2016 – Various – Thermoplastic Fabrication of Scaled Vertical Axis Windturbines – Team 2
About the project:
This project focuses on researching thermoplastics and fiber reinforced composites for the fabrication of a scaled Vertical axis wind turbine (VAWT). The wind turbine will be fabricated at a 1:50 scale. The students are responsible for the research of design and materials, design of blades and system based on clients’ needs, and design of fabrication methods. The type of vertical axis wind turbine that was chosen by the clients is an H Rotor style, shown in the image above. The blades for the H-Rotor style wind turbine are designed to have a symmetric cross-section (meaning no curvature along the length of the blade). For the dimensions, the diameter of the blades will be 2.2 meters, the overall height of the system will be 2.2 meters, the chord length (connecting chord from blade to central shaft) is .09 meters, and center of the hub to the center of the blade is 1.1 meters. According to clients’ specifications the overall weight of the system cannot exceed 4.8 kg (9.6 lbs.). The clients at the Advanced Structures and Composites Center, David Erb and Andrew Goupee, specified this data based criteria of a maximum of 100 rpm wind speeds. The weight of the system is light due to variation in wind speeds.
Week 4/17 – 4/24
The stock has arrived and the team has started to machine the rotor hub and cross arms at the Advanced Manufacturing Center.
Week 4/10 – 4/17
Material for the inner workings of the system have been ordered. The team is waiting for stock material to be shipped to start machining.
Week 4/3 – 4/10
A segment of the blade has been 3D printed on the Fortus, using Ultem filament.
Week 3/27 – 4/3
In this week the team has started to prototype the model. Part of the blade has been 3D printed on a makerbot. The team will be further prototyping on the fortus 3D printer in the Advanced Structures and Composites center. A materials list has been created to start machining the inner workings of the system.
The design of the turbine is being finalized and prototyping will be started next week. The design has been updated allowing the system weight to be under the specified weight of the client.
Week 12 (11/8 – 11/15)
Based on clients’ specifications the team needed to research different materials for the airfoil blades and determine a new fabrication method. Design of the airfoil is being done in Solidedge. Below is an image of the print for the specified airfoil shape.
Brittany Wadsworth: Brittany is a fourth year student at the University of Maine pursuing her B.S. degree in Mechanical Engineering Technology. For the past two years she has worked at the Advanced Manufacturing Center, designing and prototyping projects for outside clients. She graduated high school 2012 from Erskine academy in her hometown of China ME. After high school she immediately enrolled at the University of Maine and will be graduating in August 2016. Her interests include aerospace industry, mechanical design, renewable energy, and materials sciences. Brittany Wadsworth linkedin Profile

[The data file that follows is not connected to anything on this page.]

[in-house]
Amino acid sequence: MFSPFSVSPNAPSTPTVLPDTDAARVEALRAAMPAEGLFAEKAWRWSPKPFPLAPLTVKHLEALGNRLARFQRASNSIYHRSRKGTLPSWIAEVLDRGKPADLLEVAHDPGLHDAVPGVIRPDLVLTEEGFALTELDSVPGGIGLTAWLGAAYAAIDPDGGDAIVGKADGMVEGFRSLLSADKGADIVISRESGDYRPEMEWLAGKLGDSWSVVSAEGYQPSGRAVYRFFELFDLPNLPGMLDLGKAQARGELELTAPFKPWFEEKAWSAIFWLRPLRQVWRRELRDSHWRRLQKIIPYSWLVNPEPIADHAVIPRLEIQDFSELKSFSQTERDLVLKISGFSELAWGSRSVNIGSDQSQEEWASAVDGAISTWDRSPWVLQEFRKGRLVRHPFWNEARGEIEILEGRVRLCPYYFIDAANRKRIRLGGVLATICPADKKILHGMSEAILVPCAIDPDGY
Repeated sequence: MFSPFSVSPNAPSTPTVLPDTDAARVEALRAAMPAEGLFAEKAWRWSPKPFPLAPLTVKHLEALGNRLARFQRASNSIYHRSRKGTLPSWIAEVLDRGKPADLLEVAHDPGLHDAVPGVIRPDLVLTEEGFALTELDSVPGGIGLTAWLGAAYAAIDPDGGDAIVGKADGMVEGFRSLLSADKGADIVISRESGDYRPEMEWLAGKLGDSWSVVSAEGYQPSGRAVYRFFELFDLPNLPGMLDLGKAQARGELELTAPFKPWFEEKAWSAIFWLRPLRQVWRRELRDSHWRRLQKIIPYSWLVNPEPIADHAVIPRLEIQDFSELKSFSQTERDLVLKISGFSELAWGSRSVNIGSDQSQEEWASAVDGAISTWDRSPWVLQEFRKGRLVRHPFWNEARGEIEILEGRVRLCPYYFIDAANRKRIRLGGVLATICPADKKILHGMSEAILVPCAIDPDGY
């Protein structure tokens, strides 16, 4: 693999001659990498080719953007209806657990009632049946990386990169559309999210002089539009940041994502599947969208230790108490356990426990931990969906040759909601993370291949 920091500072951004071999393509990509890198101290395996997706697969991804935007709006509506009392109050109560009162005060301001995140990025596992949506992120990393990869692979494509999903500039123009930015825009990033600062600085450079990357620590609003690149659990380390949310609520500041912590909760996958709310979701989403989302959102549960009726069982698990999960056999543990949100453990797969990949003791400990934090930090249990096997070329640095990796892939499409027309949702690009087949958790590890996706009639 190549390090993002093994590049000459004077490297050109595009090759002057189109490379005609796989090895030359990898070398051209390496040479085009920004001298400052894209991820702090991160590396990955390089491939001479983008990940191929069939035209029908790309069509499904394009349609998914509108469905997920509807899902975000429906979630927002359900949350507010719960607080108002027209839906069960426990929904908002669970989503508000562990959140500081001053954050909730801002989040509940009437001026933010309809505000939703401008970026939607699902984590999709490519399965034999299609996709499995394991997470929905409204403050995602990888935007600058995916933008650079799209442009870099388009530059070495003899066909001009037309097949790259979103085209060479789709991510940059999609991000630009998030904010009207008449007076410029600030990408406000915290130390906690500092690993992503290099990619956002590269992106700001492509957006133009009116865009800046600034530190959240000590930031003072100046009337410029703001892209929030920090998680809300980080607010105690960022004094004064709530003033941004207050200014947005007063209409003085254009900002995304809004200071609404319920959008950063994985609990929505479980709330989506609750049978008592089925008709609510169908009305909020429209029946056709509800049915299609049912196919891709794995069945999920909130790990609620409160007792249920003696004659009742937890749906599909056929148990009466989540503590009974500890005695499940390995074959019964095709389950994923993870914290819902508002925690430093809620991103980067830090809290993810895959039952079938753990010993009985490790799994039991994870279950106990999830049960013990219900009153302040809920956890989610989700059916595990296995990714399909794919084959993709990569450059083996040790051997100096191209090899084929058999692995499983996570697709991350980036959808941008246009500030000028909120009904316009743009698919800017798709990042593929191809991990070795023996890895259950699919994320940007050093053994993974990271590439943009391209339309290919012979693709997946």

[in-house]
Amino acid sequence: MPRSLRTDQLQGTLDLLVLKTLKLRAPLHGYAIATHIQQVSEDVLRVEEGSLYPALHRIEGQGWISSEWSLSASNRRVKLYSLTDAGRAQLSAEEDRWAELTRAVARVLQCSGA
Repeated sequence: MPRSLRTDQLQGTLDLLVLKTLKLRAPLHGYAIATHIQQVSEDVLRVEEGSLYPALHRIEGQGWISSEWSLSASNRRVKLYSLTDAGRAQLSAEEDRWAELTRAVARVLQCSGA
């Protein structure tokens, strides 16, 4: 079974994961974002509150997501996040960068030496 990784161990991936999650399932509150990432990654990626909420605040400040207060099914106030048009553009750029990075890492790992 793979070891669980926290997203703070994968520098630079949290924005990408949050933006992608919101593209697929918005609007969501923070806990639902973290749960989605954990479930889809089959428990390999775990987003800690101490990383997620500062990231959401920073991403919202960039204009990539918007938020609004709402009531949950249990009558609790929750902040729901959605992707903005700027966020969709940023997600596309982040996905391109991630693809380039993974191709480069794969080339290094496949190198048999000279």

Nicholas Fitzpatrick: Nicholas is a senior at the University of Maine pursuing a B.S. degree in Mechanical Engineering Technology. Nick grew up in Winterport, Maine where he attended Hampden Academy and graduated back in 2011. Nick enrolled into the University of Maine in the fall of 2011 where he began working at the Advanced Structures and Composites Center as a Student Research Assistant. In these four years, he’s worked for the laboratory coordination manager where he’s had the privilege of working alongside engineers in the facility to help on an array of different projects from testing for the Department of Transportation to full scale wind blade testing. After graduation, Nick plans to pursue a career in either aerospace, structural testing applications, or mechanical design. In his free time, he enjoys hunting, fishing, and relaxing with friends.Nicholas Fitzpatrick Linkedin Profile
David McCarron: David is a senior at the University of Maine currently pursuing degrees in Mechanical Engineering Technology and Electrical Engineering Technology. He grew up in West Newbury, Massachusetts and upon graduation hopes to stay in the New England area for work. Studying both the electrical and mechanical aspects of problems has helped him to develop a more complete understanding of the way things work. David has always been interested in the way all machines work, and having degrees in these fields will allow him to continue to do what he enjoys after graduation. In his free time he enjoys riding motorcycles, playing soccer, and relaxing with friends.David McCarron Linkedin Profile
Sponsors and Donors:
We would like to give thanks to David Erb, and Andrew Goupee at the Advanced Structures and Composites Center for their help and support throughout this process. We would also like to thank the Advanced Manufacturing Center for allowing us to use their equipment, and the School of Engineering Technology office for their help in the ordering of materials process.